Maybe the very same process to estimate the LIBOR rate propitiated the manipulation scheme. The BBA select 16 banks that submit quotes based on their effective funding costs. This open the possibility that even 5 of the 16 banks could collude to influence the LIBOR rates. The type of banks selected could also be a factor to try to influence the LIBOR, i. e. If they are lenders, they would be benefited from higher IBOR rates; on the other hand, if borrowers they would welcome lower interbank rates. Another reason could have been to present to the public lower operating costs (since the quote submitted was the interbank borrowing cost and mirrored the position of the bank in the interbank market) or simply to show that their funding costs were lower or similar than the other banks (Abrantes-Merz, Kraten, D. Metz, and Seow, 2012. p. 137). The scheme consisted in artificially inflate or deflate the quotes to profit and to instill a deceitful impression of solvency (Choy, Ping Shung, and Chng, 2012. p. 3).

Two facts contributed to facilitate the crisis. First, since the financial crisis began in 2007 the interbank market had decreased remarkably, and therefore, several banks were anxious for funds; however, they tried to hide this reality and hence submitted lower quotes than the real ones (Abrantes-Merz, Kraten, D. Metz, and Seow, 2012 p. 138). Second that there was total dependence on specialist’s decision on the part of submitter when setting their LIBOR proposals (Garcia, 2012, p. 1). The BOE trusted totally in the quotes submitted for the respective specialists of the panel member contributor banks.

One surreptitious element, mostly overlooked, by the media is the ethical code of conduct of the authorities of the financial institutions involved in this scheme. Is the lack of social and moral concern a weakness of the Management and Finance schools and universities? Has the education system underestimated the importance of instilling a pervasive code of conduct morale on the higher education programs? A survey showed that 26% of interviewed consider that misconduct or being unscrupulous is a crucial for achievement (Farooq, 2012, p. 26). This finding is worrisome since even if new regulations are implemented and additional legal tools are approved to avoid this type of wrongdoings; what will be done with the ultimate decisive factor, which is the human professional behavior and conduct? Focusing on the former while underestimating the later would just pave the road for a future inconceivable outcome.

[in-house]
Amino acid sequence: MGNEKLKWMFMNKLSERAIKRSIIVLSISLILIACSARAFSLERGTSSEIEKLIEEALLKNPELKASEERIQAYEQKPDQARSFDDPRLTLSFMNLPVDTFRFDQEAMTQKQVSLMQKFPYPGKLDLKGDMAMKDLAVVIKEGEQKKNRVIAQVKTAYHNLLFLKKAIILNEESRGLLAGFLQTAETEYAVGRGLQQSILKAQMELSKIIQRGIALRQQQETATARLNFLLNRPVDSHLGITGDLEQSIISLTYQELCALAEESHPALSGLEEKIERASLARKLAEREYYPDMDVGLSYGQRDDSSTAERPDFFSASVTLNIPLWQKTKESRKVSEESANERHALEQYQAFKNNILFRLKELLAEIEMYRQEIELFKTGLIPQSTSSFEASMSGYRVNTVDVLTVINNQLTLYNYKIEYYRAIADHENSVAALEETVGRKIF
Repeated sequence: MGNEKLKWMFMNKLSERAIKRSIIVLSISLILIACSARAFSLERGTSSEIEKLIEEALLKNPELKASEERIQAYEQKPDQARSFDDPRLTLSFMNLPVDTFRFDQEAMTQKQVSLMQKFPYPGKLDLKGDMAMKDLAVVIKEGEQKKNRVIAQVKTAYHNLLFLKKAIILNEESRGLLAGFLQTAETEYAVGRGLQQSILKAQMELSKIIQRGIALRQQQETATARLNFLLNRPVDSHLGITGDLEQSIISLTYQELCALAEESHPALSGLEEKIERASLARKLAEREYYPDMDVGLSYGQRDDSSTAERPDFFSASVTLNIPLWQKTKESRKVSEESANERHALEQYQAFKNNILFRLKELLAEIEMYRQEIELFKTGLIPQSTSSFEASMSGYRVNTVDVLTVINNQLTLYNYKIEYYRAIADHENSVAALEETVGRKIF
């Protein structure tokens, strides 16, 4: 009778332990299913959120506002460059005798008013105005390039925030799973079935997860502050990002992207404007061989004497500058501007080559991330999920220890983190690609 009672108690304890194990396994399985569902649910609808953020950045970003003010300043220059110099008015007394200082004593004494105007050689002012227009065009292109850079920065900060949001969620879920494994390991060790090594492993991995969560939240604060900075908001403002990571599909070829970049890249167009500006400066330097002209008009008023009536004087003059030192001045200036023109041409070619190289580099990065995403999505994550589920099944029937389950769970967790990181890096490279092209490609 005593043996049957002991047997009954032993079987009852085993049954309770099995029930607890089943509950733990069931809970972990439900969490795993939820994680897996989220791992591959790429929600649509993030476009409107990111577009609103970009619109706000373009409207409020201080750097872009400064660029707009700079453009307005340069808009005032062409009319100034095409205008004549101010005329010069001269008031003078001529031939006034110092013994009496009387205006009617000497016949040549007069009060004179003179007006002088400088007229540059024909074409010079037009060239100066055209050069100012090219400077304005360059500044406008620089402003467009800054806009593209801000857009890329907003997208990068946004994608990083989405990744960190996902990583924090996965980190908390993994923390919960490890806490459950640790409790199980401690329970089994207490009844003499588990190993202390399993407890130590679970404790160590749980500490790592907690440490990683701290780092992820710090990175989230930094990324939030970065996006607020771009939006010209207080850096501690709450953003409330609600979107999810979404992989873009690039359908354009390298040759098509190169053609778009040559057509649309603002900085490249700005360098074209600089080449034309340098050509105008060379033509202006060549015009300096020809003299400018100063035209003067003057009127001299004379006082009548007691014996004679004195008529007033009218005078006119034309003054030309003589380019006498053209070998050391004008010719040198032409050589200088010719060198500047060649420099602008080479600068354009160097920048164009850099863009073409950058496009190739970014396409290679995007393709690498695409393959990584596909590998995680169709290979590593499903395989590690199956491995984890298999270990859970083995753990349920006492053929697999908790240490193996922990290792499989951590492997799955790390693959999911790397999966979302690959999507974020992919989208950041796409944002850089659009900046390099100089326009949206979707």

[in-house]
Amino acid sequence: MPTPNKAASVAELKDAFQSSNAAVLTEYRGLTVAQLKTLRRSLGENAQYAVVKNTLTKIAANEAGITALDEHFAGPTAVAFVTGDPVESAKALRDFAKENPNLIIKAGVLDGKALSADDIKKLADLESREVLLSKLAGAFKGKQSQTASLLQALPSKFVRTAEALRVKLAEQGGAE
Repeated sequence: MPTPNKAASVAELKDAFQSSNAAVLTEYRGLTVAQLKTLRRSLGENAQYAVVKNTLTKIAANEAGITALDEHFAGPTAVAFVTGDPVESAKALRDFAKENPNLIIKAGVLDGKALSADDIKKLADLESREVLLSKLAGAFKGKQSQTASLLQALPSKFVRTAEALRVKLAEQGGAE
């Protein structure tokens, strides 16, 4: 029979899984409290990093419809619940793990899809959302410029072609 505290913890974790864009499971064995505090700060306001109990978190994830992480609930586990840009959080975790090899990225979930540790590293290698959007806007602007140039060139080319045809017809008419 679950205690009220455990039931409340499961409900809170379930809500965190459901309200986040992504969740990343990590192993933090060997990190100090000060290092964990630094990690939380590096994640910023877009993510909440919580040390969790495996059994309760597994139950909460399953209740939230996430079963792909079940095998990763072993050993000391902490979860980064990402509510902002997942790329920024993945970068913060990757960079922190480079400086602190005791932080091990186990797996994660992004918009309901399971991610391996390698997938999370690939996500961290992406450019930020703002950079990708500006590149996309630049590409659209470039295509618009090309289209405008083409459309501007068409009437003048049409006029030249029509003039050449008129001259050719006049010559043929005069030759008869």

Probable Reasons for the LIBOR manipulation

Fully knowing the real reason of why the bank panel members manipulated their quotes will be really hard to obtain. However, this was thought that the group of banks which provided the BBA with rate quotes utilized to originate the LIBOR rate underrated their real inter-bank borrowing cost in order to disguise ostensible cash difficulties (Abrantes-Merz, Kraten, D. Metz, and Seow, 2012. p. 136). The interbank quotes each contributor submitted mirror the health and creditworthiness they had about each other. Therefore, it was plausible that Banks tried to sell the impression they were stronger than they really were during the credit crisis by underrating the funding costs (Scheiner & Broda, 2012, p. 1).

Even international banks could have an additional incentive to influence the LIBOR i.e. an bank with operations in America would welcome a lower LIBOR vis a vis the cost of US Federal capital effective rates so that they could hedge international money transaction (Abrantes-Merz, Kraten, D. Metz, and Seow, 2012. p. 137).

The Bank Barkley was the first to admit the rate manipulation. The traders of derivatives of Barclay made requests to its LIBOR counterparts so that the LIBOR setting would favor their trading positions (Garcia, 2012, p. 2). However, it is possible that others institutions eventually admit wrongdoings in the way they submitted their quotes as the investigation and litigation advance. Employees of Barkley attested that the underreporting of quotes was done to prevent the stigma related to be an outlier (higher quotes) among the rest of the panel members (Kregel 2012. p. 7).

Some banks; such as: Barclays Plc, RBS, HSBC, Citigroup, USB AG, Deucht bank, JP Morgan, Rabobank, Societe Generale, Sumimoto Misui Banking Corporation, Credit Suisse, Mizuho Financial Group, Tokyo-Mitsubishi UFJ have been approached by regulators investigating and some have terminated employees related to LIBOR quotes submissions (Scheiner & Broda, 2012, p. 3). The financial burden of legal processes coupled with possible compensation packages would damage even more the institutions involved in the scandal. The legal spending could be staggering as a result of the widespread impact of the LIBOR scandal (Scheiner & Broda, 2012, p. 4).